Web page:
One unusual example of an X-linked dominant disease attracted infamy in the 19th Century as affected people travelled around the world making money off of their disease. These were the circus performers known as ape-faced women or bearded ladies. Julia Pastrana, a particularly famous example, was covered from head to toe in hair even including some outgrowth inside her mouth. Her underlying condition was X-linked Dominant congenital generalised hypertrichosis. This is very rare and has only been documented in about 50 individuals, though other forms of hypertrichosis are more prevalent. The condition is believed to result from the misregulation of the X-chromosome gene SOX3 through an insertion into an adjacent palindromic sequence
Examples of X-linked dominant disease are rare, but other similar forms of inheritance exist, as in the case of Fragile-X syndrome, the most common form of inheritable mental retardation. The mutant FMR1 gene, which resides on the X-chromosome, arises due to an expansion of a CGG triplet repeat sequence in the 5' untranslated region of the gene. This recurring region exits in a pre-mutational state that has little phenotypic affect, however, once over 200 copies have accumulated the individual displays symptoms. With further expansion the severity of the condition increases. Copy number rises due the replication machinery slipping when it tries to read the repetitive region. As this mutant locus increases in size it promotes its own hypermethylation and transcription from of this gene consequentially stalls. The protein produced from this locus, FMRP, is known to be functionally important in the localisation of mRNAs in neurones, only allowing their translation once they are in the correct position. Without this transport regulation synaptic plasticity is lost and males with the full mutation have IQs of roughly 40.
These conditions affect only males and carrying a copy of the mutated allele always results in the disease phenotype because men only have one copy of Y. It is inherited from father to son affecting all males in a lineage. This is represented in the pedigree in Figure 3.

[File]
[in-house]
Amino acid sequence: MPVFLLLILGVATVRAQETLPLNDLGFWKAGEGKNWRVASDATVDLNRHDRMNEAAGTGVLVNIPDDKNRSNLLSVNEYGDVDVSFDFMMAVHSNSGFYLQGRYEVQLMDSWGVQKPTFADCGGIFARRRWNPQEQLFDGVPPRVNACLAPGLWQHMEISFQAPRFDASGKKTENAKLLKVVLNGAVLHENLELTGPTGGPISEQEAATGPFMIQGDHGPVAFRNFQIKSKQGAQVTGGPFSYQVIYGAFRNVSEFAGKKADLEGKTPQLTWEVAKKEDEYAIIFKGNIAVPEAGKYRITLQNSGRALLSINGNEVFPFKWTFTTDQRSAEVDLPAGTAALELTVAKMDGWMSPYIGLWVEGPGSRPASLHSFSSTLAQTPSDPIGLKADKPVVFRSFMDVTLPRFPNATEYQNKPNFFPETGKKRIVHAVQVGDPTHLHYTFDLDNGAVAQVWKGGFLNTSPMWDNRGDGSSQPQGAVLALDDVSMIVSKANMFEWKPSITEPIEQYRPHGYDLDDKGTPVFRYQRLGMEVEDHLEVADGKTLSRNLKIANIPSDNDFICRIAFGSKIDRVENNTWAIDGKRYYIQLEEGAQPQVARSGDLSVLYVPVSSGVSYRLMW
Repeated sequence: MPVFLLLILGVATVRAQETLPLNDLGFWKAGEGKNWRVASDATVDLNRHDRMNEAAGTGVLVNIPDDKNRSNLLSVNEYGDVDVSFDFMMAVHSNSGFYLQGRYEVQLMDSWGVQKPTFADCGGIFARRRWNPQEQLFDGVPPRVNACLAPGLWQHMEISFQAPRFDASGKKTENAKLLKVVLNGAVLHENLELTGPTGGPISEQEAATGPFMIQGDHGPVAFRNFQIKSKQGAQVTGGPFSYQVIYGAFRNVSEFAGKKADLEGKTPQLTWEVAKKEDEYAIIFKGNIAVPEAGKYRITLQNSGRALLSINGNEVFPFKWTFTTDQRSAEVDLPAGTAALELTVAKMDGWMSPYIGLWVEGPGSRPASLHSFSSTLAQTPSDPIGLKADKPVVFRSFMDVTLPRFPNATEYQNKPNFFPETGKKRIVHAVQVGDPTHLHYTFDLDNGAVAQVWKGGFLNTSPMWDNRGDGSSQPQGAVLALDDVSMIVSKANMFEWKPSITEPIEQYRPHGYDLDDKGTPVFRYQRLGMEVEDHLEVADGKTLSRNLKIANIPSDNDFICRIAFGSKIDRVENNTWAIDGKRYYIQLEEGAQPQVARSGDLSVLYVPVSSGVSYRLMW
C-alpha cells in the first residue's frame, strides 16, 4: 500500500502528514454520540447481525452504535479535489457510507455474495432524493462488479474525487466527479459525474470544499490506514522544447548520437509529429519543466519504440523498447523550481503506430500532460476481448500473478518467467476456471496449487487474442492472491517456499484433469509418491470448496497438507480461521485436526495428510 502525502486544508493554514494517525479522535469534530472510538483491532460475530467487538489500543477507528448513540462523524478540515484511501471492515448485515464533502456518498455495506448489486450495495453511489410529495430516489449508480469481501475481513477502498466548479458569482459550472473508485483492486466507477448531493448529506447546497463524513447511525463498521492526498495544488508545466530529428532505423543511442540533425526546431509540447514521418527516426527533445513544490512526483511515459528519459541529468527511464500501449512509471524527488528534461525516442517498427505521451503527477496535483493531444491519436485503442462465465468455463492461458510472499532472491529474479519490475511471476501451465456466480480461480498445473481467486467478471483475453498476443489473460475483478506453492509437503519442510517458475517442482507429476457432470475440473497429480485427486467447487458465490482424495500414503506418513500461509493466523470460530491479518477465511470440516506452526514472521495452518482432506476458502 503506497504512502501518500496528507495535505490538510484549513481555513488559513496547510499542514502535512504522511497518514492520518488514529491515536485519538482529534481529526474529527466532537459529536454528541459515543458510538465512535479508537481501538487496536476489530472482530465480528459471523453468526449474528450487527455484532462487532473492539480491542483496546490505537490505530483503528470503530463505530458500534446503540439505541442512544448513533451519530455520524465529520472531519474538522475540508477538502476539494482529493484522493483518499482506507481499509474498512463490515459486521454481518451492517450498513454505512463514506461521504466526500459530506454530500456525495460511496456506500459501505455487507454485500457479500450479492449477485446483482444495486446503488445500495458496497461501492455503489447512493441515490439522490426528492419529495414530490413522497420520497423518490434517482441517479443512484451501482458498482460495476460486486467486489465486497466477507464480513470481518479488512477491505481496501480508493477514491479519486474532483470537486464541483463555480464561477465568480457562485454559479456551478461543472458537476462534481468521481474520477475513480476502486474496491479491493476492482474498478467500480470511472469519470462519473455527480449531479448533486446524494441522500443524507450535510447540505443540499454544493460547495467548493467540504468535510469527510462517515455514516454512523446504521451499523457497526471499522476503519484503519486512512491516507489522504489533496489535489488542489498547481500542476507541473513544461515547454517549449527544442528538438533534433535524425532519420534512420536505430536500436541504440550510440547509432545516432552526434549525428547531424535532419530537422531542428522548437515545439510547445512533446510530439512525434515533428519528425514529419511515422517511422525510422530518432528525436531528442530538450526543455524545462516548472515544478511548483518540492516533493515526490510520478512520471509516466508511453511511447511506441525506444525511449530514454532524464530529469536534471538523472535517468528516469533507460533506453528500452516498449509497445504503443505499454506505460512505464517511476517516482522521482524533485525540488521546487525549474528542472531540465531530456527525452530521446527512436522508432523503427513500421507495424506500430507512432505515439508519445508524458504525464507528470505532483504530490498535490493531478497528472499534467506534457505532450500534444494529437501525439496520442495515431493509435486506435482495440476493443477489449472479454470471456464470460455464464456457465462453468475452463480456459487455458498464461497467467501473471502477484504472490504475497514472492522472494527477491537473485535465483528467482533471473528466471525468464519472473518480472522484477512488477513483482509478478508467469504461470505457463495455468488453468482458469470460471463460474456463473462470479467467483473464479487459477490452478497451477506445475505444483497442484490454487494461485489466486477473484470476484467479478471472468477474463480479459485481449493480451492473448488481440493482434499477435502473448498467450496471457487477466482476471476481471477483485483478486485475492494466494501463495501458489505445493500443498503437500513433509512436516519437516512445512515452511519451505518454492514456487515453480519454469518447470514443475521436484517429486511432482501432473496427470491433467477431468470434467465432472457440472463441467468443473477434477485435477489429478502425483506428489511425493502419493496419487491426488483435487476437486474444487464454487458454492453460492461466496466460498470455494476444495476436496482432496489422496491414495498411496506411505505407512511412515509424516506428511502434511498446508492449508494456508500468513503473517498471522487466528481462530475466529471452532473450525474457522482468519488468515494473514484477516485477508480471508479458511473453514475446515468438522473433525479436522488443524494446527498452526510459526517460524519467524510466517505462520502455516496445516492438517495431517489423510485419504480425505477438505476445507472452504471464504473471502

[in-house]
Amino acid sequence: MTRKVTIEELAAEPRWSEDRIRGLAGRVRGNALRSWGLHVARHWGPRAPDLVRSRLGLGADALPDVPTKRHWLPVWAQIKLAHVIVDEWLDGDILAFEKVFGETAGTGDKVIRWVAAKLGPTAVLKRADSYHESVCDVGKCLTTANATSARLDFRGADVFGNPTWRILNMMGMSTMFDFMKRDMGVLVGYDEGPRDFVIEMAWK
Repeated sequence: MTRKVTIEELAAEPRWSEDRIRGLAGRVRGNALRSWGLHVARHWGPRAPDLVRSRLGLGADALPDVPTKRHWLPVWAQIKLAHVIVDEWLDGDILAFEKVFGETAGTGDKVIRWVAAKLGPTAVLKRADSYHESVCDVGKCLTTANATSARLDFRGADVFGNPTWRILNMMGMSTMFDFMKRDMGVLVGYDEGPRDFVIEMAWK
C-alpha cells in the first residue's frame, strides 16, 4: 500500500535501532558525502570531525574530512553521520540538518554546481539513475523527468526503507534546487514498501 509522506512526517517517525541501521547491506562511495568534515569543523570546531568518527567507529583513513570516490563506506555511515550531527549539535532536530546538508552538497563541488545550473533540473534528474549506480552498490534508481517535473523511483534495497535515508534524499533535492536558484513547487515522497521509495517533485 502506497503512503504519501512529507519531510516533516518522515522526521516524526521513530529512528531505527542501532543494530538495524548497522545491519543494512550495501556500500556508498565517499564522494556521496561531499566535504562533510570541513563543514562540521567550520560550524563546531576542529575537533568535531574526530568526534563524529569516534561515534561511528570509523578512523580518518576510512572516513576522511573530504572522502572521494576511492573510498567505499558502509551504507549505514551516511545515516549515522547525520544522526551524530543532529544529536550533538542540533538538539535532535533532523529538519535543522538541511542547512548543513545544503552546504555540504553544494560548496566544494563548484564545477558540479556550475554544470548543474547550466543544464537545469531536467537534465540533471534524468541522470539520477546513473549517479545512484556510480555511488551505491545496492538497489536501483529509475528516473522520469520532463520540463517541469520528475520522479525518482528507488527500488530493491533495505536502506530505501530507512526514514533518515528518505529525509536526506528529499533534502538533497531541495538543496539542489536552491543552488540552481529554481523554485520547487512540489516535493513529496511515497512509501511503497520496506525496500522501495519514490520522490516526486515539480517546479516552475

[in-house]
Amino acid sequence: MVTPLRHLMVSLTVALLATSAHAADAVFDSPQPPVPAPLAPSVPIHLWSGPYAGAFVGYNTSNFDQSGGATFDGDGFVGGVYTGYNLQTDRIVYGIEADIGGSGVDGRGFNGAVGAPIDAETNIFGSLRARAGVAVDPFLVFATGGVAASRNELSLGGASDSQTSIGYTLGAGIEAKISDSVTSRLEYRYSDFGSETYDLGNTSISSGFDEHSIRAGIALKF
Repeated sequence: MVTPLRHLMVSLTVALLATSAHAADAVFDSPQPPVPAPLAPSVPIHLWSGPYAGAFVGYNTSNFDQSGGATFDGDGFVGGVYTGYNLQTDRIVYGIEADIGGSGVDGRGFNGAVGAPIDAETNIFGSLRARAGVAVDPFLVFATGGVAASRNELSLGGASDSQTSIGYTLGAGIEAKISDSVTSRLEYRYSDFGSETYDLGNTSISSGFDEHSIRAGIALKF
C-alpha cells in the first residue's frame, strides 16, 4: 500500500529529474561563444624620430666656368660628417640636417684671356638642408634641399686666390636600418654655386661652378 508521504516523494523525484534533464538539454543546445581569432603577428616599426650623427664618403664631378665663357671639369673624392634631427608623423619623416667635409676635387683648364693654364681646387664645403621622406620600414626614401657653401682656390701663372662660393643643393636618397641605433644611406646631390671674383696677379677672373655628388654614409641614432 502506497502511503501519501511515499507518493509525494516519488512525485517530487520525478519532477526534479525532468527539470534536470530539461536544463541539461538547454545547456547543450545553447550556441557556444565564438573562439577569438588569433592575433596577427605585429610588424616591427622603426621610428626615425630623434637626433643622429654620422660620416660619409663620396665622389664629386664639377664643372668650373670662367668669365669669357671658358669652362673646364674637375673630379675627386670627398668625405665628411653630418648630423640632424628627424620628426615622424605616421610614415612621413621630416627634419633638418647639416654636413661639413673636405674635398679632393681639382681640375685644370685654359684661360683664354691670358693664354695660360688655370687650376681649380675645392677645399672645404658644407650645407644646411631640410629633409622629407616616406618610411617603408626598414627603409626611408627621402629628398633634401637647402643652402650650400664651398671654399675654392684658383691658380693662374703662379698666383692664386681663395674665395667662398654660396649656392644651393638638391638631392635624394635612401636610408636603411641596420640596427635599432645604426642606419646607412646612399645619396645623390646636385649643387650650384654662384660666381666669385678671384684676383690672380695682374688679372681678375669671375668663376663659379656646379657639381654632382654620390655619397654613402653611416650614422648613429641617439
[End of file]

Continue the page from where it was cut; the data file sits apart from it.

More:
Y-linked diseases are generally rare as there are very few genes contained on this relatively small chromosome. It has been linked to male infertility as a number of genes crucial to spermatogenesis are present here. One such condition, Sertoli-only cell syndrome, results in the complete absence of the germ cells in the testis. This is due to deletions within the AZFa genomic region which is home to a number of testis specific genes.
Kingston, H. M., 2002. ABC of Clinical Genetics, London, BMJ Books. (A succint textbook with a section on all types of sex linked inheritance, including sample pedigrees)
Miko, I., 2008.Thomas Hunt Morgan and sex linkage.Nature Education, 1, 1. (A description of Morgans pioneering work into sex-linked inheritance.)
Dreznerd, M. K. 2000. PHEX gene and hypophosphatemia. Kidney International, 57, 9-18. (Summary of hypophosphatemia and the role of PHEX.)
Garber, K.B., Visootsak, J. & Warren, S.T., 2008. Fragile X syndrome. European Journal of Human Genetics 16, 666-672. (Good review of the various aspexts of Fragile-X Syndrome.)
Zhu, H. et al., 2011. X-Linked Congenital Hypertrichosis Syndrome Is Associated with Interchromosomal Insertions Mediated by a Human-Specific Palindrome near SOX3. American Journal of Human Genetics 88, 819-826. (Recent results which map the cause of X-Linked Congenital Hypertrichosis. This includes a real-life example of a pedigree tree for a X-linked recessive condition.)